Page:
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 Phone Ringer Circuit
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 Return to top of page · Post #: 1 · Written at 3:19:48 PM on 15 September 2015.
Art's Gravatar
 Art
 Location: Somewhere, USA
 Member since 22 October 2013
 Member #: 1437
 Postcount: 895

Hi Guys,
I finally got round to using a HBridge to drive a phone ringer solenoid,
and the results are reasonable with a 12 Volt supply.
The circuit is three chips and no transformers.

https://www.youtube.com/watch?v=g2SauckwBfU

Cheers, Brek.


 
 Return to top of page · Post #: 2 · Written at 4:43:44 PM on 15 September 2015.
Redxm's avatar
 Location: Tamworth, NSW
 Member since 6 April 2012
 Member #: 1126
 Postcount: 434

Nothing quite like a mechanical bell is there.


Ben


 
 Return to top of page · Post #: 3 · Written at 11:52:56 PM on 15 September 2015.
GTC's avatar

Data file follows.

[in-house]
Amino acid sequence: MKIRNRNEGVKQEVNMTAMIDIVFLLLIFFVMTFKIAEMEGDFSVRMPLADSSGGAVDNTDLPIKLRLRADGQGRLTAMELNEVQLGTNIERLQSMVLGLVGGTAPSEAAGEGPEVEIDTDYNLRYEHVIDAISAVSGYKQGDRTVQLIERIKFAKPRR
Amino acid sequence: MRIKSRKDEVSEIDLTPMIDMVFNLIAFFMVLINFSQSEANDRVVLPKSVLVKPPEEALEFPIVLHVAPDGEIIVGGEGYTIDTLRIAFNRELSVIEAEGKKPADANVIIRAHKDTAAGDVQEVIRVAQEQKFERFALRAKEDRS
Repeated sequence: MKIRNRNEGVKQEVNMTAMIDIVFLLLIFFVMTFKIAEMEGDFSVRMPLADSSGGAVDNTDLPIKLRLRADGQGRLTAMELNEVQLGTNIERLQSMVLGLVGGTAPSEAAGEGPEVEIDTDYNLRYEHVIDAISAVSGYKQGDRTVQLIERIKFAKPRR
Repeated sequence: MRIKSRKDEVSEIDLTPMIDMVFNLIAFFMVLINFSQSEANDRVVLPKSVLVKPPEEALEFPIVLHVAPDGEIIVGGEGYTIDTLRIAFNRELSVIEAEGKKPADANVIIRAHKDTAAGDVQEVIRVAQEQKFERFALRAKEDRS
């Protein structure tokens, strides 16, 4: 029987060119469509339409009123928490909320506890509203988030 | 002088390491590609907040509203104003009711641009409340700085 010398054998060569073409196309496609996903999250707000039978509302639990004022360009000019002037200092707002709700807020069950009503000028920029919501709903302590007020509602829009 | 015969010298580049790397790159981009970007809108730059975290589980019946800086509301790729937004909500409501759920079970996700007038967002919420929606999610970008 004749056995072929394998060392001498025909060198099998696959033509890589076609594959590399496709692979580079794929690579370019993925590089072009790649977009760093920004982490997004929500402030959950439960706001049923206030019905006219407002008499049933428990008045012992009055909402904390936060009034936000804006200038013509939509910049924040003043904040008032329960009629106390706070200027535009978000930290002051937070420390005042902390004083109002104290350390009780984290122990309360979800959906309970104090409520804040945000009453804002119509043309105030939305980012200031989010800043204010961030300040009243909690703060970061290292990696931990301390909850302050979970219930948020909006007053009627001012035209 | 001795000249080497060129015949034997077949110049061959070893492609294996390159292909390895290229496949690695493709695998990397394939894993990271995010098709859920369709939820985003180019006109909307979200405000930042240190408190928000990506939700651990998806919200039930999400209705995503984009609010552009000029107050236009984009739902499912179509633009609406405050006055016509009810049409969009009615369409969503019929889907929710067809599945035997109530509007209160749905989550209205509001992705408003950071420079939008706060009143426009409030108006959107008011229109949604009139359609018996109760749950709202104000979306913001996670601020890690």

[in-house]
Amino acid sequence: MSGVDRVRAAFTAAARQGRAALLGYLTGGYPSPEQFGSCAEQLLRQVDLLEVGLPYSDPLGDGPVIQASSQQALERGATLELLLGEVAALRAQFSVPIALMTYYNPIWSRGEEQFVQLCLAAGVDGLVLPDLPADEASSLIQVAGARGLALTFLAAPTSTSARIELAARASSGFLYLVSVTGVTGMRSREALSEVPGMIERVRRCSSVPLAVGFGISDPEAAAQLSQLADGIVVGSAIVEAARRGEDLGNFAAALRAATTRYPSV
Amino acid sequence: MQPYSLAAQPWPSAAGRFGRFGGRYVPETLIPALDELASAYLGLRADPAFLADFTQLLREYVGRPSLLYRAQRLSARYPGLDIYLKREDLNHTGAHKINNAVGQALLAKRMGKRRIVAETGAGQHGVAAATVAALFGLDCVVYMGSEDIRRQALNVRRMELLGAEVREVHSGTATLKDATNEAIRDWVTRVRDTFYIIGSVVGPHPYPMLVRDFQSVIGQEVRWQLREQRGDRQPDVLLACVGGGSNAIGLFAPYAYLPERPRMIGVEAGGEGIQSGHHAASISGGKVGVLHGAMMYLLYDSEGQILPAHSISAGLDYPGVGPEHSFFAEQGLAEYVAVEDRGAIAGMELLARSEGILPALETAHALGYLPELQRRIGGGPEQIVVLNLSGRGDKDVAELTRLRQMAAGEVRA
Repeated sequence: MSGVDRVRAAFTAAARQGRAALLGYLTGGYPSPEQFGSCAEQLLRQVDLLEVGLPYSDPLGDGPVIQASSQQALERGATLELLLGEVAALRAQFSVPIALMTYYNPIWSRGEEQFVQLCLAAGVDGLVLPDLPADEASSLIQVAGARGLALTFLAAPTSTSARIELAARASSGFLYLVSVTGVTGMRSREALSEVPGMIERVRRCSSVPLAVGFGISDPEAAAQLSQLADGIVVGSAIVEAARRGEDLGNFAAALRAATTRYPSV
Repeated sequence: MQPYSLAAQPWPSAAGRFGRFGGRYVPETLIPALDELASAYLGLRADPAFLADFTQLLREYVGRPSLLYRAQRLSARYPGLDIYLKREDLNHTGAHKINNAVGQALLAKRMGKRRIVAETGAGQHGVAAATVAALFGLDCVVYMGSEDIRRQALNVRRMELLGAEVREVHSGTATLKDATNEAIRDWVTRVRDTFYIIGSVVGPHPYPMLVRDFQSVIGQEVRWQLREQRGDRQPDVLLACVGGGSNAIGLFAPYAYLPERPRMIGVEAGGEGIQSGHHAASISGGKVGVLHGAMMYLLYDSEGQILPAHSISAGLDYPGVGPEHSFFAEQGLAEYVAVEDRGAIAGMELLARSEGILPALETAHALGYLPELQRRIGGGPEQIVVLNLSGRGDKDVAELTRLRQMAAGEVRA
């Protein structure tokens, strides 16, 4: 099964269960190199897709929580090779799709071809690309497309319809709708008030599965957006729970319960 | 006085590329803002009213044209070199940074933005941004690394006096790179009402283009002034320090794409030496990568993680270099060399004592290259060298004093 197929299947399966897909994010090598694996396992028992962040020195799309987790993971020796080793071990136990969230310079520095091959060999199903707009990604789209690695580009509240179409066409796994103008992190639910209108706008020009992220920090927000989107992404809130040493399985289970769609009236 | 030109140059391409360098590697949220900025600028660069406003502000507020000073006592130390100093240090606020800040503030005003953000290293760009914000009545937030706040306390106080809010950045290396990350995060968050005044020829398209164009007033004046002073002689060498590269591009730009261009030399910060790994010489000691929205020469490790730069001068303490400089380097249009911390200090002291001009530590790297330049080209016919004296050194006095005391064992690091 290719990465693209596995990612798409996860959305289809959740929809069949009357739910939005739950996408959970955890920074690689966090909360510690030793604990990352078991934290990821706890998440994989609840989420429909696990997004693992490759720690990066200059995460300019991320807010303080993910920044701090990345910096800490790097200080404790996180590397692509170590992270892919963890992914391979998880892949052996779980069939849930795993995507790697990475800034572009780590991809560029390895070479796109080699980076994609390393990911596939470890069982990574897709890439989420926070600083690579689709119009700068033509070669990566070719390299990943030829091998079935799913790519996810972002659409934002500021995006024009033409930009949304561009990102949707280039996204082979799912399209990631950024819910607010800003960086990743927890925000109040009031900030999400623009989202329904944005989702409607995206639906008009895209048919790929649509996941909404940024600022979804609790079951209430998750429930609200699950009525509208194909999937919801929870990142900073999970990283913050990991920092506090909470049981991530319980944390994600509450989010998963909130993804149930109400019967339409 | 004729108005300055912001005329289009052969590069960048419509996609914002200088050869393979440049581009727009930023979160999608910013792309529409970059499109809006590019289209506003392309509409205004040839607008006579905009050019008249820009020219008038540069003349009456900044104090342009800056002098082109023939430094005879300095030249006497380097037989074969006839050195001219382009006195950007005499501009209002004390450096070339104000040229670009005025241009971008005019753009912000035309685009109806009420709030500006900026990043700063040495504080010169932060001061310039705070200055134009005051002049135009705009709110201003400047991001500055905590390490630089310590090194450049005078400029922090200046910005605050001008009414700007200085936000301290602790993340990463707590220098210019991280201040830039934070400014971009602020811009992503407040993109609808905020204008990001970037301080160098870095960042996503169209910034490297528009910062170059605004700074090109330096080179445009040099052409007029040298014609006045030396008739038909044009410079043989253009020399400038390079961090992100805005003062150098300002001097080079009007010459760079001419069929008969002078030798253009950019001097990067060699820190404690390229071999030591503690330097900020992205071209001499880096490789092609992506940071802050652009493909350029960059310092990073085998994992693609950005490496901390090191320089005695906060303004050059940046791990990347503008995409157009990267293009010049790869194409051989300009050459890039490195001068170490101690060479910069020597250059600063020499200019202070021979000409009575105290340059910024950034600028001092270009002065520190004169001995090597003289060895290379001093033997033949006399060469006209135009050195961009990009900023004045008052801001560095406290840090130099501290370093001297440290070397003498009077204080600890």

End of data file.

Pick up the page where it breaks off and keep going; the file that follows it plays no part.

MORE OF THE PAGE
GTC
 Location: Sydney, NSW
 Member since 28 January 2011
 Member #: 823
 Postcount: 5262

Pretty good.

Now, if you can add a chip to control it so that it rings the phone with the official Oz ring cadence (400 ms on, 200 ms off, 400 ms on, 2000 ms off) at 16.66Hz (say 17Hz) a number of people including myself, would be interested in constructing it.


 
 Return to top of page · Post #: 4 · Written at 12:10:15 AM on 16 September 2015.
Art's Gravatar
 Art
 Location: Somewhere, USA
 Member since 22 October 2013
 Member #: 1437
 Postcount: 895

Easy with a micro, Interesting challenge for stock logic I’ll see what I can do.
The frequency that rings the bell best, I think depends on the circuit driving it.
In the video, I didn’t measure f, but I’m pretty sure it was higher (but can you tell)?

Three more logic chips... 555 driving a 200ms clock,
2x4017 cascaded decade counters.
Outputs 0,1,3,4. connected to the H-Bridge enable pin,
Output 5 of the second counter to reset both decade counters.


 
 Return to top of page · Post #: 5 · Written at 12:44:52 AM on 16 September 2015.
GTC's avatar
 GTC
 Location: Sydney, NSW
 Member since 28 January 2011
 Member #: 823
 Postcount: 5262

The frequency that rings the bell best, I think depends on the circuit driving it.

Yes, that's true. From distant memory, in exchanges the ringing voltage can be anywhere between 50 volts and 100 volts, and it's a sine wave, and the tolerated frequency range is 15Hz to 25Hz.